Movie vs Book? I think both have merits. When reading, it requires imagination to "see" what things, persons and situations would be like. In contrast, a movie will leave very little to the imagination. A book is more stimulus to me, while a (good) movie decompresses.

Many books written depict the consumption of alcohol. In one book I read, there were so many mentions of a particular brand of Whiskey, complete with the age of it, that I wrote to the author to ask how much such contract would pay. In movies, we often see the characters in bars, pubs, clubs, having a BBQ with Corona Beers (F & F). I like fiction to be as authentic and realistic as can be. People have drinks after work, during ceremonies etc. Don't ever erase that from storytelling!

There are two characters that stick out as being alcoholics and their addiction is part of the storyline. "Jack Taylor",... If you have worked in village pubs, you will agree: this is a person that CAN exist in real life. Acting is superb, portraying "the drunk". Love the grittiness of the flicks, the fact that the hero of the story struggles with all his feelings. From experience, I could tell that at the end of the third episode, after 7 months of being dry, he will get hit so hard. Three minutes in, I said "he will have a drink, he will succumb to the beast inside." Bang on.

Lee Burke's Dave Robicheaux (pronounced "Row-bih-show") is another interesting character. In his books, the addiction is played out much more and it is an integral part of the plot. What I like about these books is the vivid and very tangible description of the landscapes and the way things look, feel and how one could almost smell the coming thunderstorm. Wrestling with his demons, Dave gets things done while brutally aware of his addiction...

While both are at the extreme end of the drinking spectrum, I think these two characters are some of the deepest, best developed in fiction. Hopefully, people will consume these stories and the description of the effects of too much of the good stuff will leave their marks.

That said, I am not advocating we all stop drinking. Simply, we need to be aware of what it CAN do to people.

(Images in this post not mine. If they are your copyright and you would like them removed, just let me know)

Tuesday, March 17, 2020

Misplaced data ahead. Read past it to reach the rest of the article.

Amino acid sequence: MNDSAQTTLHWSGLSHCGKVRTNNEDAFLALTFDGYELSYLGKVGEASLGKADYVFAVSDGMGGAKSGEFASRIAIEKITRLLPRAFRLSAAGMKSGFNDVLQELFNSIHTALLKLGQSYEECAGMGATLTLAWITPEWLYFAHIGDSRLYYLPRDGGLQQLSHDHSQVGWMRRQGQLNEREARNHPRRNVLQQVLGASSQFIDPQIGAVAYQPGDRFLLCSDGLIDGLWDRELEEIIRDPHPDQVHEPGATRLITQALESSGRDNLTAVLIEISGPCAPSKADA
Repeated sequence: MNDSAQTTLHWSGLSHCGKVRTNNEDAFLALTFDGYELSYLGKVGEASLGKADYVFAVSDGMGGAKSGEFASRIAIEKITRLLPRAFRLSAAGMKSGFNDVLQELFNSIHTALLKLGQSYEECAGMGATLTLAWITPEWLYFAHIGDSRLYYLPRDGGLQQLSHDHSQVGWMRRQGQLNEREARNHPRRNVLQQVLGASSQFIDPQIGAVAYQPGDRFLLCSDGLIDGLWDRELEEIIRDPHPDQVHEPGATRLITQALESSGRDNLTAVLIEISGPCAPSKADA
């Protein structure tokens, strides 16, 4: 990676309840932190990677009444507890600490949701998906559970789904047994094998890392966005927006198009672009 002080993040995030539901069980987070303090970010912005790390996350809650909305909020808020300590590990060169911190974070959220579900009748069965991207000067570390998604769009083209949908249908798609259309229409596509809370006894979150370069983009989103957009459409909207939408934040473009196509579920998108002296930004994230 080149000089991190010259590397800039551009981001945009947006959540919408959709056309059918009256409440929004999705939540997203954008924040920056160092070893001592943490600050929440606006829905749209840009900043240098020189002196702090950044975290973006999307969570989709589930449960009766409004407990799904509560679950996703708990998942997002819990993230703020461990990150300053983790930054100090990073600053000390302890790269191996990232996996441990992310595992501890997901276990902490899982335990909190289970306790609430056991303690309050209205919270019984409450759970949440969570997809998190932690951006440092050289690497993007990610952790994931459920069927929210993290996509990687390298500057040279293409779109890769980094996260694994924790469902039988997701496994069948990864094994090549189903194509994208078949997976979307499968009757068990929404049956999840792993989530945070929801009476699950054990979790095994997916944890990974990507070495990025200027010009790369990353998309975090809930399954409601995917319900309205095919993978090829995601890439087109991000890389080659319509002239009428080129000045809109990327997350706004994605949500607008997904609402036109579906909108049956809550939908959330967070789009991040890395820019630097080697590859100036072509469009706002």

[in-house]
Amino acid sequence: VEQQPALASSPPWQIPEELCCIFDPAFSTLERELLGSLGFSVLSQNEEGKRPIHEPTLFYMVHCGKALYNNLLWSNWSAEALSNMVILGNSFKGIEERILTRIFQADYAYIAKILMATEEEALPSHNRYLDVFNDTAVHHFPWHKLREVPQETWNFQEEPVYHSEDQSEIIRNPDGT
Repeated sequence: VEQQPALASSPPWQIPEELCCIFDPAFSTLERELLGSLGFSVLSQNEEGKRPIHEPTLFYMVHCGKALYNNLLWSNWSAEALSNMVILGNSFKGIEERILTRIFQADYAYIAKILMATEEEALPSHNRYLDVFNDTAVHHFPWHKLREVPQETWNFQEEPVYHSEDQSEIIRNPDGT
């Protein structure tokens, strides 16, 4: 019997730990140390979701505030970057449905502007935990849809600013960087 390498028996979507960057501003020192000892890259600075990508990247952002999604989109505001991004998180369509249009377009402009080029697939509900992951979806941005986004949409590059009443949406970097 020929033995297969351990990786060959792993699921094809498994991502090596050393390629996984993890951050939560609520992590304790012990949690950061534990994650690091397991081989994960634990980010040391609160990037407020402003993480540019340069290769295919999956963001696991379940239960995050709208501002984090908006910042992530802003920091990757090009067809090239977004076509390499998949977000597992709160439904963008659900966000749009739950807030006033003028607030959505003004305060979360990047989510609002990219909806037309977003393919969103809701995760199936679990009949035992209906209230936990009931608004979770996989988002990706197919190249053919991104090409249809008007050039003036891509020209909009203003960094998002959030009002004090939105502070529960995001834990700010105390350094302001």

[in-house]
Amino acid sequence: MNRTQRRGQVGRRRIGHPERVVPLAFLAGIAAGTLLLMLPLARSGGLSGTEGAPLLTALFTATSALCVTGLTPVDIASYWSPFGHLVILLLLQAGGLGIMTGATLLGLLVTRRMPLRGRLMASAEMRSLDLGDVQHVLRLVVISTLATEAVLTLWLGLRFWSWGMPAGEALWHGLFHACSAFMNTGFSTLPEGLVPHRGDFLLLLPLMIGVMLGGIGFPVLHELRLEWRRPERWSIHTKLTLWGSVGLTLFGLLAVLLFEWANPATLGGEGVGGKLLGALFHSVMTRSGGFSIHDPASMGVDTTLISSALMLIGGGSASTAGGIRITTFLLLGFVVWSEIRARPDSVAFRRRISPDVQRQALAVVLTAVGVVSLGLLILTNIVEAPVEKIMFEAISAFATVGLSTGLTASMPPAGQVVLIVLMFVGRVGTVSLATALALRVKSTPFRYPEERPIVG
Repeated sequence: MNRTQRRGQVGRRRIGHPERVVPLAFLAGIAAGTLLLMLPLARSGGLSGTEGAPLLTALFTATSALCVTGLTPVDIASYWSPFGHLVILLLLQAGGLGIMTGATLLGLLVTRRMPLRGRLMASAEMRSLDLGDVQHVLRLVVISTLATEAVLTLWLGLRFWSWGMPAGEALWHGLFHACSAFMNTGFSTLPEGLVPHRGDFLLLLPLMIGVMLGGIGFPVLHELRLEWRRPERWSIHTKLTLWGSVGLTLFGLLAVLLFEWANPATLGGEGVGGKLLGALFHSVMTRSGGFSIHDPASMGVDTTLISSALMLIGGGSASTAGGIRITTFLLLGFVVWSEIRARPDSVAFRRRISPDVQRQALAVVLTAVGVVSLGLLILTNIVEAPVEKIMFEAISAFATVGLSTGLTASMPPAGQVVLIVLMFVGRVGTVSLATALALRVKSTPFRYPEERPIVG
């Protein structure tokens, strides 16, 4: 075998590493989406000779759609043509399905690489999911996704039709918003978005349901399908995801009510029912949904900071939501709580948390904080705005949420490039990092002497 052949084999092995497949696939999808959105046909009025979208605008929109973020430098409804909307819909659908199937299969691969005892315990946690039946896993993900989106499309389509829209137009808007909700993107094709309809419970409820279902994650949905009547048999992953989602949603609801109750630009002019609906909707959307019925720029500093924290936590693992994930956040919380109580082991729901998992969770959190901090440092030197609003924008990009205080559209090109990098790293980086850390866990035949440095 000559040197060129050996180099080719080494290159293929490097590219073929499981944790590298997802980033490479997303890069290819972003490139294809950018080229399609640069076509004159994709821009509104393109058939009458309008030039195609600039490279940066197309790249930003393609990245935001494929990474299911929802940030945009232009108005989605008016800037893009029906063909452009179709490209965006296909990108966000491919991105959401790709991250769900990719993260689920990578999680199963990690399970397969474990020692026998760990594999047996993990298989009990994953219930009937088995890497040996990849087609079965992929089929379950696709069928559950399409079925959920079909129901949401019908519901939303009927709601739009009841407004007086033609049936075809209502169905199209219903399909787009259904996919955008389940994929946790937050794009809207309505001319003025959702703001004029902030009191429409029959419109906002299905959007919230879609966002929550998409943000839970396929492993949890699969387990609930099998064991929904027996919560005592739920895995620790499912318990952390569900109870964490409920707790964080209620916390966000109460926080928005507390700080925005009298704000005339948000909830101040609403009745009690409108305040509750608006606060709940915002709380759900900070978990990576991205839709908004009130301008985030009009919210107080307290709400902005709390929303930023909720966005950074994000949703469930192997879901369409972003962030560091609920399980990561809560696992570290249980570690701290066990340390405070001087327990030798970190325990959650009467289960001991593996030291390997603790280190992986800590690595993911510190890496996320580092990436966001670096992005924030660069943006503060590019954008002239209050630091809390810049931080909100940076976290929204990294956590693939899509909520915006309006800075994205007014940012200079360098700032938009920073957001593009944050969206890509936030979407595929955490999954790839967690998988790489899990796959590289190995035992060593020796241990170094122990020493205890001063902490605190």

Local Marketing

The night market in Setia Alam is (allegedly, as it goes) the biggest night market in Malaysia. I like to bring foreigners as the sights, sounds and smells are something from a different planet. I mean, why do you have to put the stinky tofu sellers right where you enter the street?

Then there are these "delicatessen". The pig trotters, the chicken livers and Durians. Paired with the sights of sweaty workers hauling the produce into the stalls, this is an adventure not to be missed. There is also a lot of creativity though: some interesting ways to prepare foods, ways of advertising and hand-made devices to keep the flies away.

Living in an area which is not a expat quarters has its advantages. Fella at the burger store knows me and has my whopper ready in no time. Double cheese, no egg. I just wish that there would be a beer pavillion where I could rest a while after lugging the fruits across half the town.

Monday, March 16, 2020

Fun & Games

Right. Knew it.

Sunday, March 15, 2020

Stefan's Sane Summer Saturday Staying-in Sangria

Sometimes it is just better to drink at home. One doesn't have to worry about misbehaving in public. And one can just pass out on the sofa and not worry about being mugged.

Here a cool recipe for those sticky summer nights that are filled with the sound of crickets and the energy of a coming thunderstorm in the air:

- Start working on this right after breakfast
- Slice an Orange, half a lemon and a lime.
- Fruits in the jug and pour a cup of rum onto this
  I prefer brown rum
- Add 4 - 6 teaspoons of sugar
- Add a dash of Cointreau
- Put the cheapest red wine you can get in the fridge

Let that mixture rest in the fridge for the whole day.
After all, these ingredients went through a lot already.

- Have a beer around 4pm
- Check on mixture to make sure it is comfortable

To finally get things moving

- Have another beer
- Crush the fruits in the jug
- Add the (Cheap) red wine, stirr vigorously
- Let it breathe for 10 minutes

Yammmmmm Seng! (Chinese for Cheers)

My next one will be a pumkin punch with whole fruits.

Saturday, March 14, 2020

Not Under the Influence

Maybe now is not the best or right time to be thinking about travel. Therefore, I wanted to just put some thoughts down on the idea of using so called "Influencers". Personally, I have been publishing material about commercial vehicles and travel for a decade now. While I would like to think that many of those reading the material, I am not so sure if anyone was ever "influenced" by my articles. Maybe they have been, but I am not aware of such thing happening. Maybe there are many cases where people have made informed decisions, following the consumption of not just my material, but reviewing other sources as well?